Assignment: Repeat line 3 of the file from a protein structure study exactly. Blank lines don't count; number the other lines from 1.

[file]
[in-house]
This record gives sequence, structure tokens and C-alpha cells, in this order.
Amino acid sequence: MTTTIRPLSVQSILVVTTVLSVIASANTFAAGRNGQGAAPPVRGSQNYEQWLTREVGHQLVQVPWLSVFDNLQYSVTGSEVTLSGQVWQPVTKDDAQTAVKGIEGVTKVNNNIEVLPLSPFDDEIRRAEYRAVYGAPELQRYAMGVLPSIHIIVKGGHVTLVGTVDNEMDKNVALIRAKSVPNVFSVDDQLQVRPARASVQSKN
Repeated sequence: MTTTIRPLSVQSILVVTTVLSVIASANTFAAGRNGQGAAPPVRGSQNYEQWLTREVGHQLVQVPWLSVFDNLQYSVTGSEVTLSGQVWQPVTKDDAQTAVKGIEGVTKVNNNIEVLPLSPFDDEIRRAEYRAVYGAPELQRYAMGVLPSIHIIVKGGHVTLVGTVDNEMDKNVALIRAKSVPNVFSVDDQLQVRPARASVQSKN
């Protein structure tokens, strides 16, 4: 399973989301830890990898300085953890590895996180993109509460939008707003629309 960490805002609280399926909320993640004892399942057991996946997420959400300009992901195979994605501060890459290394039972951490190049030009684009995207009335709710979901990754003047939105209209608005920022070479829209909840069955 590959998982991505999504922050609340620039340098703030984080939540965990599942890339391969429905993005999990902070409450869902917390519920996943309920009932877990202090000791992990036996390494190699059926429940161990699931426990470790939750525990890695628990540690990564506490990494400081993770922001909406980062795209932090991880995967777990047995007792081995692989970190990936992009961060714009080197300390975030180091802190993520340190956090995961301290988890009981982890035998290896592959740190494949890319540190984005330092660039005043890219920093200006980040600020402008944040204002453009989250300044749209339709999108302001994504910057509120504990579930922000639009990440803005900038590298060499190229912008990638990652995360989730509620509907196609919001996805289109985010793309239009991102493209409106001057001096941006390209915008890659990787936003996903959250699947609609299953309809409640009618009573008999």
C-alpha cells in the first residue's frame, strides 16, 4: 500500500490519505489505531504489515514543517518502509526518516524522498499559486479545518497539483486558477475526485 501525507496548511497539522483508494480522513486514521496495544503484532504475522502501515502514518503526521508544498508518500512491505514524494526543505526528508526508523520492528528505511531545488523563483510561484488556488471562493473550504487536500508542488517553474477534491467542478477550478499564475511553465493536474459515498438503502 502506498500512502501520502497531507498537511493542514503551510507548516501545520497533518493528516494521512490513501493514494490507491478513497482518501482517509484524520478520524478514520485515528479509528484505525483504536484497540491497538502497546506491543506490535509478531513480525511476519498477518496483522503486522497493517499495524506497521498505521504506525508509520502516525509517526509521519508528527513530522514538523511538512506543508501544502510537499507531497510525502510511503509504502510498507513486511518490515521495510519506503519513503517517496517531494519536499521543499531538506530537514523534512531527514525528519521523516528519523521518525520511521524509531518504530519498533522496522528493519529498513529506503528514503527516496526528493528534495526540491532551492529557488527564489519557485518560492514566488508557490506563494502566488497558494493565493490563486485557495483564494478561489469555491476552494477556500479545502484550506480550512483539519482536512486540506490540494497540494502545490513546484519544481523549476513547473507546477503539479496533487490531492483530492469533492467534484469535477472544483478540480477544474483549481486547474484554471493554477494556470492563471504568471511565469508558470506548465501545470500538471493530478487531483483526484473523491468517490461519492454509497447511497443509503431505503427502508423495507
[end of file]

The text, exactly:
Amino acid sequence: MTTTIRPLSVQSILVVTTVLSVIASANTFAAGRNGQGAAPPVRGSQNYEQWLTREVGHQLVQVPWLSVFDNLQYSVTGSEVTLSGQVWQPVTKDDAQTAVKGIEGVTKVNNNIEVLPLSPFDDEIRRAEYRAVYGAPELQRYAMGVLPSIHIIVKGGHVTLVGTVDNEMDKNVALIRAKSVPNVFSVDDQLQVRPARASVQSKN